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The Daily Wildcat

The Daily Wildcat


    Whereabouts of US journalist unknown in Syria

    Austin Tice, a freelance journalist for McClatchy and other news outlets, has vanished in Syria. Tice was last heard from in mid-August. (Courtesy of Tice family/MCT)

    WASHINGTON — Austin Tice, a freelance American journalist who has contributed to McClatchy Newspapers, The Washington Post and other media outlets from Syria, has been incommunicado for more than a week, his whereabouts unknown since exchanging email with a colleague.

    Tice, a Georgetown University law student who served as U.S. Marine Corps infantry officer before leaving active duty in January, was one of the few foreign journalists to report from inside Syria as the civil war intensified. He entered the country in May and traveled extensively through central Syria, filing battlefield dispatches before arriving in Damascus in late July.

    Tice’s reporting earned him a 2,000-strong following on Twitter, where fans of his work noted his disappearance when he stopped tweeting after Aug. 11 — when he had recounted spending his 31st birthday listening to Taylor Swift music with rebel fighters from the Free Syrian Army.

    His subsequent silence didn’t raise immediate alarm because he had planned to leave that week, on a journey to the border that often takes days because of the fighting en route. The Damascus suburb where he was last known to have been has faced heavy bombardment in recent days, making communications difficult.

    Tice’s family and colleagues are concerned for his safety and are asking anyone with knowledge of his whereabouts to come forward.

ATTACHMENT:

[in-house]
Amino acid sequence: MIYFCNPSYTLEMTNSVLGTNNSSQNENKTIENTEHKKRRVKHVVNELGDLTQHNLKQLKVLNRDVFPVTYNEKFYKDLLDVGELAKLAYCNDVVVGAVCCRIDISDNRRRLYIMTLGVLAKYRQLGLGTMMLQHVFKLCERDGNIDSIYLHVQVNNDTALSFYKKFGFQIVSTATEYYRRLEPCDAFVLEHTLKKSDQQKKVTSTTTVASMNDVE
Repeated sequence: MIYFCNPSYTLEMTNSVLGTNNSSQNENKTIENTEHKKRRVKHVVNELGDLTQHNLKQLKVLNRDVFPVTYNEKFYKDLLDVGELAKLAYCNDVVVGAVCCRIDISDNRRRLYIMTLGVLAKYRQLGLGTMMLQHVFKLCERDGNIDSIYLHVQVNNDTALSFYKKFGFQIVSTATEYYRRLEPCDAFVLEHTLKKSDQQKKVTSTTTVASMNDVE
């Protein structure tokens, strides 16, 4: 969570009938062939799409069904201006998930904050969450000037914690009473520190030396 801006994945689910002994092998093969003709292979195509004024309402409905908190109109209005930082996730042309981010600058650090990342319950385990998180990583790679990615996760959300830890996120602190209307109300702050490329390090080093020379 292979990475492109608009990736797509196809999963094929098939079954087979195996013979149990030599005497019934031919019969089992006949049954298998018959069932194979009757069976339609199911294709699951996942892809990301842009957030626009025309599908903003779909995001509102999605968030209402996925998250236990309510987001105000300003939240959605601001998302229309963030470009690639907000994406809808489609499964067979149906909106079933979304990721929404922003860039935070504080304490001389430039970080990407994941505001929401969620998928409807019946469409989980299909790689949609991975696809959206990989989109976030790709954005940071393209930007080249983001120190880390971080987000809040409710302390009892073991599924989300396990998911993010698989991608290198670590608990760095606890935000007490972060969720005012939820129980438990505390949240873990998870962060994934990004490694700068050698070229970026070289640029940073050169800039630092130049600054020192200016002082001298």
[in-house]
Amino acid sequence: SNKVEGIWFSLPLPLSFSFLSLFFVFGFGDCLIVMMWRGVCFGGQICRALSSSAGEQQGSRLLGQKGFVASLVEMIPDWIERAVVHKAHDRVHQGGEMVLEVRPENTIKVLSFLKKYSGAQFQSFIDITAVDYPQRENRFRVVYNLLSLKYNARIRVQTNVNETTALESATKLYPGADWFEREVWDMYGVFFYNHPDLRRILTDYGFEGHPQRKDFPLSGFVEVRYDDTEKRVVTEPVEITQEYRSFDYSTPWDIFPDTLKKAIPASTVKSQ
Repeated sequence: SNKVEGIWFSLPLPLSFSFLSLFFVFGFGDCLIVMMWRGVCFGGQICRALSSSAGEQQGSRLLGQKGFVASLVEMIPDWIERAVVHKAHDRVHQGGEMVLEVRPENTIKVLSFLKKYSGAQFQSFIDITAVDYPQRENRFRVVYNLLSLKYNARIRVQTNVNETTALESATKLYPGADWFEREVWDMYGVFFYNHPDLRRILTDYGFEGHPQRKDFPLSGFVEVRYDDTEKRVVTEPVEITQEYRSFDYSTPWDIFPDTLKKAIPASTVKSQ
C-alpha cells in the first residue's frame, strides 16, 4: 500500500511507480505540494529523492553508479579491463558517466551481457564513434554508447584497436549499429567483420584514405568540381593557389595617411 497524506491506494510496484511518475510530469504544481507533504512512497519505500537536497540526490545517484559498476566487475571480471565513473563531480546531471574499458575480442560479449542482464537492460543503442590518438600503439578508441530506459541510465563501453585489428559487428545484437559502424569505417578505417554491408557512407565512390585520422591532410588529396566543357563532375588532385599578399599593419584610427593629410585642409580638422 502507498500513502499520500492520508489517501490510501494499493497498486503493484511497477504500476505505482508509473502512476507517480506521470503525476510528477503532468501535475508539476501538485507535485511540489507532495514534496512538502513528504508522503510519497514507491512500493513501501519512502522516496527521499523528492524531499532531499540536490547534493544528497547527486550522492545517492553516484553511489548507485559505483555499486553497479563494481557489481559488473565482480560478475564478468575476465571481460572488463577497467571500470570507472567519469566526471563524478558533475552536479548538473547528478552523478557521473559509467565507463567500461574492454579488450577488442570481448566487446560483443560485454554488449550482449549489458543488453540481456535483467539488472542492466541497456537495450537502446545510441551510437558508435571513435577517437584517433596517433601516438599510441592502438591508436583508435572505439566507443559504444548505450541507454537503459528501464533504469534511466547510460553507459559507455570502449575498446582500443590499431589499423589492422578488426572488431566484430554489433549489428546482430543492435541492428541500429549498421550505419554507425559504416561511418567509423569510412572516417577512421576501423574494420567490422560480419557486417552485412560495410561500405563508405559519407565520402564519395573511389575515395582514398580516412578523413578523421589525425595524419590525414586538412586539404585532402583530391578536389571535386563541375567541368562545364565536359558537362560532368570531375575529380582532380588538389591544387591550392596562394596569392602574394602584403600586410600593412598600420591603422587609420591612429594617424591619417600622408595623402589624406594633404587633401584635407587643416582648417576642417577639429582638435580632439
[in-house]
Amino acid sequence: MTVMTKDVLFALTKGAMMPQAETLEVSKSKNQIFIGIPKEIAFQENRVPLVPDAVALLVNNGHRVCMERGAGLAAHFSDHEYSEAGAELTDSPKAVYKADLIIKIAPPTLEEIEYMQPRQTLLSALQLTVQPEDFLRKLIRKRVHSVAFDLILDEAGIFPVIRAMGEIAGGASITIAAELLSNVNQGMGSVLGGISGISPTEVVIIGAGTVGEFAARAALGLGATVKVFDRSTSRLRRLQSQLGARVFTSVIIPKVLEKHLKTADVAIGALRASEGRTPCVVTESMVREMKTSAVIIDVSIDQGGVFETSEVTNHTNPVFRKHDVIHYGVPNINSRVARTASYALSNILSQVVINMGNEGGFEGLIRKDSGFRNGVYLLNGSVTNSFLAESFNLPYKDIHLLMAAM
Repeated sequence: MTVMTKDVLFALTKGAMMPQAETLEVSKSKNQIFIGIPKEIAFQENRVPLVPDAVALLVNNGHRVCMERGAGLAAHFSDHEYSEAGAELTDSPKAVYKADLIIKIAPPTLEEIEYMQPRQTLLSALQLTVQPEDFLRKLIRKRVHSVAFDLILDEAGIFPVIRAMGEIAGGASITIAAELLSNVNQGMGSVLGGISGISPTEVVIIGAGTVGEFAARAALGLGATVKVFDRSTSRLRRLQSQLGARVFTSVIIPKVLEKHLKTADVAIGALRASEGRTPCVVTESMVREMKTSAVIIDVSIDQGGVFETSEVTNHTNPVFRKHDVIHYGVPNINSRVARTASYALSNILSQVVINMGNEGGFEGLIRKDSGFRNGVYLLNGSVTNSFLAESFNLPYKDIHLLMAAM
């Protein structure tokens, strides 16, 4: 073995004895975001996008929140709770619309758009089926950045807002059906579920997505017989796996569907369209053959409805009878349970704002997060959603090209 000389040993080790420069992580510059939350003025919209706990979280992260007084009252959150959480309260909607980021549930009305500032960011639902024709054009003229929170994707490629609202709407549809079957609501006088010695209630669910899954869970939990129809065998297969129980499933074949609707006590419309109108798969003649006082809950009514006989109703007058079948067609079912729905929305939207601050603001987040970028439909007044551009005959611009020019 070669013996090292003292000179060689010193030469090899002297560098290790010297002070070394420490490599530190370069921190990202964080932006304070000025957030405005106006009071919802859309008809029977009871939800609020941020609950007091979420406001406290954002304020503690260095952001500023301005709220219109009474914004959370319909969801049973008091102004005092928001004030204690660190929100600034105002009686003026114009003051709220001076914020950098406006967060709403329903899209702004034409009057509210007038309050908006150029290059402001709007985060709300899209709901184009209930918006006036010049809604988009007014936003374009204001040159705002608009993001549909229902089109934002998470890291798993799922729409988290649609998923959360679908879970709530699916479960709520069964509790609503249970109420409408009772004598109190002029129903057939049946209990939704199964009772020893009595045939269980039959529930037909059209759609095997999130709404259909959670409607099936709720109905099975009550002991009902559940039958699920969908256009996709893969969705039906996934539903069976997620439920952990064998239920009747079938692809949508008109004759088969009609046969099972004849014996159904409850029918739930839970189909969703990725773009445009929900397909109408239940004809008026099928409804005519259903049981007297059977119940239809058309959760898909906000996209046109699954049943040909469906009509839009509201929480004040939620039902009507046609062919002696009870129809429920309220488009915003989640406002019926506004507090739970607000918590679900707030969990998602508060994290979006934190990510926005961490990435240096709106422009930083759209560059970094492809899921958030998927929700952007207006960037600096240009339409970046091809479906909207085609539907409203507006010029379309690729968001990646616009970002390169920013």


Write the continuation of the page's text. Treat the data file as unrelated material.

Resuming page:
“We understand Austin’s passion to report on the struggle in Syria, and are proud of the work he is doing there. We trust that he is safe, appreciate every effort being made to locate him, and look forward to hearing from him very soon,” Tice’s parents, Marc and Debra, said in a statement from Houston, his hometown.

    Tice’s editors said they were working with U.S. government agencies and Syrian intermediaries to retrace his movements. Colleagues praised Tice’s work, saying his experience as a Marine gave him particular insight into the capabilities of both government and rebel forces as the uprising spiraled into a civil war.

    He filed one of the first detailed accounts of a battle between government forces and the guerrillas, and also wrote a piece examining the weaknesses of Syrian military tactics. Despite his close company with the rebel forces, Tice didn’t shy away from pointing out their own apparent human rights violations, such as prisoner abuse and alleged executions. Apart from McClatchy and The Washington Post, Tice also contributed to CBS News, Al-Jazeera English, the Agence France-Presse news agency and the MCT Photo Service.

    He maintained a wide range of contacts via email and Skype, the Internet communications service. He reached out to Middle East experts and specialists on insurgent and jihadist movements. None has reported contact with Tice since mid-August.